Making good on his rhetoric of the past few weeks, S.C. Gov. Mark Sanford has said “thanks but no thanks” to billions of taxpayer dollars slated to come to South Carolina as part of the federal government’s “economic stimulus” plan.
Or has he?
MSNBC reported on national TV this morning that Sanford had sent out a press release saying South Carolina would not be requesting any of the money associated with the $787 billion bureaucratic bailout.
Sanford’s office says that’s not true … at least not yet.
“Honestly? We’re still looking at the bill to see what’s in it and what we could potentially say ‘yes’ and ‘no’ to,” said Sanford spokesman Joel Sawyer. “No decisions have been made yet.”
Whatever position Sanford takes, it’s extremely unlikely that he can actually block any of this money from coming to the Palmetto State, as Democrats in Congress structured the massive boondoggle to be incredibly resistant to, well, him.
Specifically, S.C. Rep. Jim Clyburn inserted a provision in the bill that would enable state legislatures to formally request the bailout money in the event a governor declined to do so.
Known as the “Mark Sanford amendment,” it could very well set up another showdown between Sanford and his GOP antagonists in the legislature.
Sanford has been repeatedly challenged to “put his money where his mouth is” over his highly-visible opposition to the bailout, with former Clinton advisor Paul Begala daring him to decline the money.
“Something tells me Gov. Sanford won’t take that gamble,” Begala wrote in an op-ed for CNN earlier this week. “Because for all his rhetoric about hating federal spending, he can’t wait to get his hands on our money.”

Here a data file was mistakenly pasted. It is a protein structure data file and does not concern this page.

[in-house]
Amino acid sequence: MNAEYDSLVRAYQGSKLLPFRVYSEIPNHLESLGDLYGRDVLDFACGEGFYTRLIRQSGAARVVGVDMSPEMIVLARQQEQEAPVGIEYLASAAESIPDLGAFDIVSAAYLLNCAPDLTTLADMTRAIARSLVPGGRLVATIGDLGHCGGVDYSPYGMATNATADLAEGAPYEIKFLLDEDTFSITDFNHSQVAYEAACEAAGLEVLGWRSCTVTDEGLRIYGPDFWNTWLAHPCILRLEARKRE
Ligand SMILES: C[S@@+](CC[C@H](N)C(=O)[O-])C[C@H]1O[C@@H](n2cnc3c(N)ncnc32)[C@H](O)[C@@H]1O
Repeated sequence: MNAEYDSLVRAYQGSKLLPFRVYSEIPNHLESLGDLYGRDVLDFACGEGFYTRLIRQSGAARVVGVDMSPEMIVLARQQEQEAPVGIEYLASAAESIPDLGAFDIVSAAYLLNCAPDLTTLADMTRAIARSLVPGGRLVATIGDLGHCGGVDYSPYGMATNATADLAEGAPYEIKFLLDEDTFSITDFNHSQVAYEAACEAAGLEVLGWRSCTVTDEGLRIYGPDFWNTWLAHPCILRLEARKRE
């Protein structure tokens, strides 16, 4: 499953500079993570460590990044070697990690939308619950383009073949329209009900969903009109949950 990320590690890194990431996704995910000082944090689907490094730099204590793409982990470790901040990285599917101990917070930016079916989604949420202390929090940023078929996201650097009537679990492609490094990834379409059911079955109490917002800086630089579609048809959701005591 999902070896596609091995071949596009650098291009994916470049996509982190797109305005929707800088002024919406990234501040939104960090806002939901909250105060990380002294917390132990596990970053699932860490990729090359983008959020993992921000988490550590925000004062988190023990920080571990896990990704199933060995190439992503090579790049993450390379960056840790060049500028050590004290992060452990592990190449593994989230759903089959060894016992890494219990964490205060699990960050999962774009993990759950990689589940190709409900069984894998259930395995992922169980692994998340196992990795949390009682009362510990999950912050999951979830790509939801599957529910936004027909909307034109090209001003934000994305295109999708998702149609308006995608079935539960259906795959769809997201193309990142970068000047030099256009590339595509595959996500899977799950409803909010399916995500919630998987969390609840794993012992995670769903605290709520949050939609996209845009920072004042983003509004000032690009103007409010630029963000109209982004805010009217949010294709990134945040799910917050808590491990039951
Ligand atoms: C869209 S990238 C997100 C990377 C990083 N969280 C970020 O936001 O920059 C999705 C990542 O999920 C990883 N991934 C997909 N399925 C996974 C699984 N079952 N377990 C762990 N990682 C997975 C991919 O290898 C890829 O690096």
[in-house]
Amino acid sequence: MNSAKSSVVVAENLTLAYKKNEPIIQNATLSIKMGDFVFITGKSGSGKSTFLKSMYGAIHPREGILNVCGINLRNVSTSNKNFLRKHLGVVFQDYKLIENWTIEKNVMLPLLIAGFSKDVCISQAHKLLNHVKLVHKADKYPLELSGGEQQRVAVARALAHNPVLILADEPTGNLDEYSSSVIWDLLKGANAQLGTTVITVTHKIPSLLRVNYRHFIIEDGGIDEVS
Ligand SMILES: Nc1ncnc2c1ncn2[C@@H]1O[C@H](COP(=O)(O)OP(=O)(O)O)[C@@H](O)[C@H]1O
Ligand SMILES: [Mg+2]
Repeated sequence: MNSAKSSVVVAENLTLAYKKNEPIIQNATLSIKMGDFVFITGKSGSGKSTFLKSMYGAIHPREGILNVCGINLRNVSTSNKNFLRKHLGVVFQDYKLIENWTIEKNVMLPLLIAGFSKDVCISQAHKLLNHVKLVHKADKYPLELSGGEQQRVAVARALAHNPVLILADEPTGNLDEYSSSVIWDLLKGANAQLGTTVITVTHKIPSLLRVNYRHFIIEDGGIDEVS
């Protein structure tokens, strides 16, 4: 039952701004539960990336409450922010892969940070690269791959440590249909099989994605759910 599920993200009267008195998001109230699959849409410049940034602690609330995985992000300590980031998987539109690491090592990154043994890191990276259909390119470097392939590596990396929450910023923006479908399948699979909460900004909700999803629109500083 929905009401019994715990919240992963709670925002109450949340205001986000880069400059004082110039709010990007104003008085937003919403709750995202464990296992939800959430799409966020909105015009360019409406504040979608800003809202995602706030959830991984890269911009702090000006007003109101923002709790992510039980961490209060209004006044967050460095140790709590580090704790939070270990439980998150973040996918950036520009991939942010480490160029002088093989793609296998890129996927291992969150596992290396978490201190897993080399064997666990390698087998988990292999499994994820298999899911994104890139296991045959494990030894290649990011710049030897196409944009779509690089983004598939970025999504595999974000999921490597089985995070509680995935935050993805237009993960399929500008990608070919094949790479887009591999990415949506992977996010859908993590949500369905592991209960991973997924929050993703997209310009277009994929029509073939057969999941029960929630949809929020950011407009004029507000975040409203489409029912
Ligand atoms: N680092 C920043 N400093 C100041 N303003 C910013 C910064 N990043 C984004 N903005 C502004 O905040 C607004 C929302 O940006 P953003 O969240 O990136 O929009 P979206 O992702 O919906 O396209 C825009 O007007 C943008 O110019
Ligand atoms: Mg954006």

“South Carolina is a ward of the federal government,” Begala continued. “Itâ€™s been on welfare for years. If Gov. Sanford is so all-fired opposed to federal spending, letâ€™s start by cutting federal spending in South Carolina. Otherwise, heâ€™s got about as much credibility on fiscal conservatism as A-Rod has on steroids.â€
Personally, we hope Sanford does say “thanks but no thanks” to the bailout money.
Sure, he’s been put into a position where such a decision would be a purely symbolic gesture, but it’s one he should still make.
This bailout is a heaping pile of big government dung, and Sanford should make it clear that fiscal conservatives in South Carolina – and across the country – want nothing to do with it.
Let the onus for accepting these funds fall on our state’s “Republican” lawmakers.